A New Year’s Request

I want to wish everyone a happy and healthy New Year! 2017 was interesting to say the least. May 2018 bring you joy, happiness, and a whole lot of laughter. (And more eaglets.)

Personally, 2017 has been an up and down year, although I’m sure everyone else can say the same. Like any year, there were exhilarating highs and frustrating lows. (Case in point, my “F” key is broken and I’m trying to avoid any words containing the letter “F”, but I’m failing in fantastic fashion.) Overall though, I can’t complain. I made it through another year. I still have my family, my friends, and my health, and I’m still walking on my two feet.

There’s something about a new year, how it’s a clean slate, that makes it such a motivating time. I hope that if you plan on making a New Year’s resolution, you make it manageable for yourself. Ambitious goals are certainly important, but so are small victories, and those ambitious goals can be broken down into smaller ones that will set you up for success. Trying to make too drastic a change, too quickly, often leads to failure.

I don’t remember the exact percentage of New Year’s resolutions that stick, but I know it’s quite low. I used to set these overly-ambitious resolutions for myself (Get straight A’s! Get up earlier! Go to the gym every day! Make it through an entire year without renouncing my Red Sox fandom!), but like everyone else, I’d find myself failing after just a few days. Or in the case of the Red Sox, every October outside of 2004, 2007 and 2013.

As for this year, I don’t really have a resolution, although I do have a request.

If there’s one thing I want to see everyone do in 2018 (and this includes me), it’s to have more conversations. I mean real conversations. Human to human interactions. I’m not talking more texts, or emails, or any form of social media. I mean using your voice. Going for a walk and saying hi to a passerby. Calling someone on the phone (an entire generation gasps in horror). Talking to a coworker in the lunchroom. Even volunteering at a nursing home or shelter. We are social creatures, yet, in our hyper-connected world, we have found a way to become more isolated than ever. And that isolation breeds resentment, depression, anger, and other negative emotions.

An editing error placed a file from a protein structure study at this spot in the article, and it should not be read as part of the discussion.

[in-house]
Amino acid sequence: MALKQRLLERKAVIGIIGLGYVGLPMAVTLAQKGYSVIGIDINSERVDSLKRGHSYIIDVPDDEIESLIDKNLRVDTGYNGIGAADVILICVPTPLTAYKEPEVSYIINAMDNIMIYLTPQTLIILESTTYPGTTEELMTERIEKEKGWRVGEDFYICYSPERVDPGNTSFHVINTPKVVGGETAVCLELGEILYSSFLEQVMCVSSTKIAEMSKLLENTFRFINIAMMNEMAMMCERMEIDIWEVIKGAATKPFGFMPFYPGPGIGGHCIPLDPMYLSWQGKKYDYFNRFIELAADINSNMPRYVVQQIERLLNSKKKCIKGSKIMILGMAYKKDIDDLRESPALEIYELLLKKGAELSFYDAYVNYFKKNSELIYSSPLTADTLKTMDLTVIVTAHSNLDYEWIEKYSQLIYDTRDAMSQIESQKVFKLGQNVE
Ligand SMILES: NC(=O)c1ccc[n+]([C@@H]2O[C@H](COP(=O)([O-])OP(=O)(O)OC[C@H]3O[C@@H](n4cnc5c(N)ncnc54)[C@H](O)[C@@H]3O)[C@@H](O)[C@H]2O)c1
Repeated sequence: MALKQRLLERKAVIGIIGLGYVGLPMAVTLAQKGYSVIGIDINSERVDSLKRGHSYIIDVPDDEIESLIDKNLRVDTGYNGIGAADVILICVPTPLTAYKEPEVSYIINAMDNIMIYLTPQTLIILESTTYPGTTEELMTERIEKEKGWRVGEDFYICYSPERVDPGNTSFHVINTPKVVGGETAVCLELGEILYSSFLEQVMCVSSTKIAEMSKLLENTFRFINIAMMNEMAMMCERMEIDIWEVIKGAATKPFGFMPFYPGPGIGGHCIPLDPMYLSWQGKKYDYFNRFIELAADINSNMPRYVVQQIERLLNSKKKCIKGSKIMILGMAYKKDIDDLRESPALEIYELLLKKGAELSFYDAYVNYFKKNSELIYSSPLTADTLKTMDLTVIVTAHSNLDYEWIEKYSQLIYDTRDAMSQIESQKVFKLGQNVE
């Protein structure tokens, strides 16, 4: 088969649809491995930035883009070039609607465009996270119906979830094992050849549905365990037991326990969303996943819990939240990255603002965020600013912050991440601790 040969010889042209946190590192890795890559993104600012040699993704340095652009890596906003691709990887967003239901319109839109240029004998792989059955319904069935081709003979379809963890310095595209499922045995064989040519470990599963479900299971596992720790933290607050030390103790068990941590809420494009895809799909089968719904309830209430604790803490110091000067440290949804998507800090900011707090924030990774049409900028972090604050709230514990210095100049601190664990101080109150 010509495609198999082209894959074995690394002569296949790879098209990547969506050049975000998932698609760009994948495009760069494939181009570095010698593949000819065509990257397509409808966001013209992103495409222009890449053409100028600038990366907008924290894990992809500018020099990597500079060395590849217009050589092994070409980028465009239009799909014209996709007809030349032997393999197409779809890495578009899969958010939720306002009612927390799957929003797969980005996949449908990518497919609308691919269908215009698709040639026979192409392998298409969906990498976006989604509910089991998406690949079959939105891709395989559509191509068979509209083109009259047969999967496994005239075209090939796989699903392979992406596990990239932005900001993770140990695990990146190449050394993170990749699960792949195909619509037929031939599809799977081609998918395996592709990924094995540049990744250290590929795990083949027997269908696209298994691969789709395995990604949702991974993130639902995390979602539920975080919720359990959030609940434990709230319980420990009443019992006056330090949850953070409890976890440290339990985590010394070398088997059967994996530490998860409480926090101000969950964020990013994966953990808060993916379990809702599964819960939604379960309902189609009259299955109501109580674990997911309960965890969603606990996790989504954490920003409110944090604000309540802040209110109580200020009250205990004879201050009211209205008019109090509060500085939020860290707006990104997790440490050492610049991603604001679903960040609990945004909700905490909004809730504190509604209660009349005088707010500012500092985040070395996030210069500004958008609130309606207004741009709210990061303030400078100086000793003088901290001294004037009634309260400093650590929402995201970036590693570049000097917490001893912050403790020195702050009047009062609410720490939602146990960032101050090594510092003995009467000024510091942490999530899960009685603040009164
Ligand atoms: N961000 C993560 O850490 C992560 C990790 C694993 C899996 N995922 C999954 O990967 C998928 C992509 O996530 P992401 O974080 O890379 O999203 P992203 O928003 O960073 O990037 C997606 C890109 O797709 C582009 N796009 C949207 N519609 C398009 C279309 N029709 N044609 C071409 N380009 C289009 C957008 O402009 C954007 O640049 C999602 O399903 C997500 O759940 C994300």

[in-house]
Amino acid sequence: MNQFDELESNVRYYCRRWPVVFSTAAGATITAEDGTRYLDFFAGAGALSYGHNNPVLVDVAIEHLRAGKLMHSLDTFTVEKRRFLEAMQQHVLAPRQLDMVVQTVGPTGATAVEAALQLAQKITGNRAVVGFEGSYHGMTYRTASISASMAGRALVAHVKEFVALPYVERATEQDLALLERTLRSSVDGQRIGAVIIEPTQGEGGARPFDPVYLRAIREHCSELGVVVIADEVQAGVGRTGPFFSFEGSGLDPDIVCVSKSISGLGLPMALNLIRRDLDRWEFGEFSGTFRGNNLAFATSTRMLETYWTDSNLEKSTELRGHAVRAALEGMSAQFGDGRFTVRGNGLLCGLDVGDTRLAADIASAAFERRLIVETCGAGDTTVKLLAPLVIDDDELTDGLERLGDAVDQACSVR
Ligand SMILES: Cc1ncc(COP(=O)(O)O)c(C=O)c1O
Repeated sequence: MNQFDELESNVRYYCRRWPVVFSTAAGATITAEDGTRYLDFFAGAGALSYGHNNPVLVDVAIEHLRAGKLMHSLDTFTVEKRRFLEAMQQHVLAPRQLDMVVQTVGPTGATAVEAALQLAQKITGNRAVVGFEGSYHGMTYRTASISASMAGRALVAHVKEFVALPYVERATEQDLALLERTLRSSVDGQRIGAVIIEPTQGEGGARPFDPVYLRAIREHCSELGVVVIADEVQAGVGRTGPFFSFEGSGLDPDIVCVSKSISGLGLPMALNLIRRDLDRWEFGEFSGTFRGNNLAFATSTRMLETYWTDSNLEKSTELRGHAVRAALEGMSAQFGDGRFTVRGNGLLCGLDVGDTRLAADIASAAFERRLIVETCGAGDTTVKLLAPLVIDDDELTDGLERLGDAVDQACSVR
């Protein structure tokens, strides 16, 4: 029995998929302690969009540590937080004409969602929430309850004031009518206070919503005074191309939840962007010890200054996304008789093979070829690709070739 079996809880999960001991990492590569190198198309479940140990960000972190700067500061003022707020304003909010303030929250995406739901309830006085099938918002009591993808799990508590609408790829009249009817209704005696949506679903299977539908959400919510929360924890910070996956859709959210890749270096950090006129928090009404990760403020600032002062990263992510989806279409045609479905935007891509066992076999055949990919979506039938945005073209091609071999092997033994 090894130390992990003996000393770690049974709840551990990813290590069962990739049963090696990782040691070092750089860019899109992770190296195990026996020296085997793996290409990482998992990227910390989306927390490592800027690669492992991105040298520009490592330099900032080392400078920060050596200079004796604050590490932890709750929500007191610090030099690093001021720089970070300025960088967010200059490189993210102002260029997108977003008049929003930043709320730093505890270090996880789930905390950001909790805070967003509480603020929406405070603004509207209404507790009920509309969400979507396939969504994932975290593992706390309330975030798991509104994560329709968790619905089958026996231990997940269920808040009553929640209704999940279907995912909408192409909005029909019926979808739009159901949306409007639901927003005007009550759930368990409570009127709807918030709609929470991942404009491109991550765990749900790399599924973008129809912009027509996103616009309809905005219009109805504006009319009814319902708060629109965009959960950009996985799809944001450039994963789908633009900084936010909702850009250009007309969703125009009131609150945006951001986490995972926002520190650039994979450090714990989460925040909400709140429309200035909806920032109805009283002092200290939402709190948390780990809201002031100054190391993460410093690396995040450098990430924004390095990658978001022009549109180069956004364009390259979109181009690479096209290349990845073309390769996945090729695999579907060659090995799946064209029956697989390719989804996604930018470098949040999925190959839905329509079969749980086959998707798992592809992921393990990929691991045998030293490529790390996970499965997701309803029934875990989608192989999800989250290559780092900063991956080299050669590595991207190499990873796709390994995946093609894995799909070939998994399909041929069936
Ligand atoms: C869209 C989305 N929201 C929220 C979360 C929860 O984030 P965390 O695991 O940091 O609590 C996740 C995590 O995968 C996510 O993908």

I used to hate talking to people. For years, I’d prefer texts to phone calls, and would dread having to pick up the phone and call someone I didn’t know. I was mortally afraid of my phone ringing at work, not knowing what was going to happen if I picked up. I even hated talking to strangers at coffee shops or in the check-out line. But now? I love interacting with people. Not a bad turnaround for an introvert.

Maybe it’s because I’m homebound now, but any time I have a chance to talk to someone, I relish the opportunity. I enjoy hearing another person’s voice, making them laugh, asking questions, and being a sounding board if they need to rant. If I can make someone’s day better because they crossed paths with me, well, that’s a full day right there.

My request is that you become that person for someone else. It could be a family member, a friend, or even a complete stranger. My hope is that, when tempted to communicate with someone through social media, you give them a call instead, or spend time with them in person.

We live in a world where we are all jaded, and oftentimes for good reason. There is no easy fix to that, sadly. We are a long way from locking arms and singing “Kumbaya”. But like any good New Year’s resolution, achievable goals become small victories, and ultimately, lead to lasting success. We can start by making the world a little less lonely for those around us. It is within our power. It takes a little more effort, sure, but it is well worth it in the long run.

Positive conversations aren’t going to change the world, but they aren’t going to hurt it either. And for 2018, that’s not a bad place to start.

One thought on “A New Year’s Request

  1. Leannes Wheel Life

    Another great subject that I totally agree with and have reflected on as well Chris.
    I think when you are less active in the world around you it is easy to close off and rely on tapping away at a keyboard. Human interaction adds such a quality to our day that all people (especially those in our situations) can’t take for granted.
    Another benefit of verbal interaction is the “f” letter is rarely an issue too!!!
    Keep up the great work Chris 🙂

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